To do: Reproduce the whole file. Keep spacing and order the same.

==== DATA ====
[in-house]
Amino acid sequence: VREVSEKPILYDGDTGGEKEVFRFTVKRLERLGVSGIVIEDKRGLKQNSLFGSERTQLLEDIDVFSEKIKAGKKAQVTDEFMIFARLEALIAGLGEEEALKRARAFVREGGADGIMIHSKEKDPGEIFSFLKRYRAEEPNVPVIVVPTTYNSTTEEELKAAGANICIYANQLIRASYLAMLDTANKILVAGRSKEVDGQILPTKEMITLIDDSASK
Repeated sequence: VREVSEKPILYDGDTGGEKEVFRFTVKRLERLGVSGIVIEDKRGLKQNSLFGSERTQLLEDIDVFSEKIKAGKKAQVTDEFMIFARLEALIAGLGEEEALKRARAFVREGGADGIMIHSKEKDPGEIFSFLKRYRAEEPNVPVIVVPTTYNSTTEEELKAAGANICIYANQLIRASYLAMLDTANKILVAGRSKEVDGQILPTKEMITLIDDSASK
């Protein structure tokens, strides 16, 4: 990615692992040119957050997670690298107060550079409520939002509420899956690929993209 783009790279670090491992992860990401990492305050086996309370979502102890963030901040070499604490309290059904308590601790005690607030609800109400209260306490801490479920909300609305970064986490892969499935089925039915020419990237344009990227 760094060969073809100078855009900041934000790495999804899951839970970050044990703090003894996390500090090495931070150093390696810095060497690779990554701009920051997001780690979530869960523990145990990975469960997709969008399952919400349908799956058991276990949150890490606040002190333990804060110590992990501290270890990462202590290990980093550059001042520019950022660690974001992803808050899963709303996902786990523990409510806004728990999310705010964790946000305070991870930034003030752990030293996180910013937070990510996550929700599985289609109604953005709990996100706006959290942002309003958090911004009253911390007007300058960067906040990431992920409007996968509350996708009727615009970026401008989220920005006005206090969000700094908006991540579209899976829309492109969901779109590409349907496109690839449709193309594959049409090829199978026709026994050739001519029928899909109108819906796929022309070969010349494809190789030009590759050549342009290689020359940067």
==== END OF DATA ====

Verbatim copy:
[in-house]
Amino acid sequence: VREVSEKPILYDGDTGGEKEVFRFTVKRLERLGVSGIVIEDKRGLKQNSLFGSERTQLLEDIDVFSEKIKAGKKAQVTDEFMIFARLEALIAGLGEEEALKRARAFVREGGADGIMIHSKEKDPGEIFSFLKRYRAEEPNVPVIVVPTTYNSTTEEELKAAGANICIYANQLIRASYLAMLDTANKILVAGRSKEVDGQILPTKEMITLIDDSASK
Repeated sequence: VREVSEKPILYDGDTGGEKEVFRFTVKRLERLGVSGIVIEDKRGLKQNSLFGSERTQLLEDIDVFSEKIKAGKKAQVTDEFMIFARLEALIAGLGEEEALKRARAFVREGGADGIMIHSKEKDPGEIFSFLKRYRAEEPNVPVIVVPTTYNSTTEEELKAAGANICIYANQLIRASYLAMLDTANKILVAGRSKEVDGQILPTKEMITLIDDSASK
């Protein structure tokens, strides 16, 4: 990615692992040119957050997670690298107060550079409520939002509420899956690929993209 783009790279670090491992992860990401990492305050086996309370979502102890963030901040070499604490309290059904308590601790005690607030609800109400209260306490801490479920909300609305970064986490892969499935089925039915020419990237344009990227 760094060969073809100078855009900041934000790495999804899951839970970050044990703090003894996390500090090495931070150093390696810095060497690779990554701009920051997001780690979530869960523990145990990975469960997709969008399952919400349908799956058991276990949150890490606040002190333990804060110590992990501290270890990462202590290990980093550059001042520019950022660690974001992803808050899963709303996902786990523990409510806004728990999310705010964790946000305070991870930034003030752990030293996180910013937070990510996550929700599985289609109604953005709990996100706006959290942002309003958090911004009253911390007007300058960067906040990431992920409007996968509350996708009727615009970026401008989220920005006005206090969000700094908006991540579209899976829309492109969901779109590409349907496109690839449709193309594959049409090829199978026709026994050739001519029928899909109108819906796929022309070969010349494809190789030009590759050549342009290689020359940067």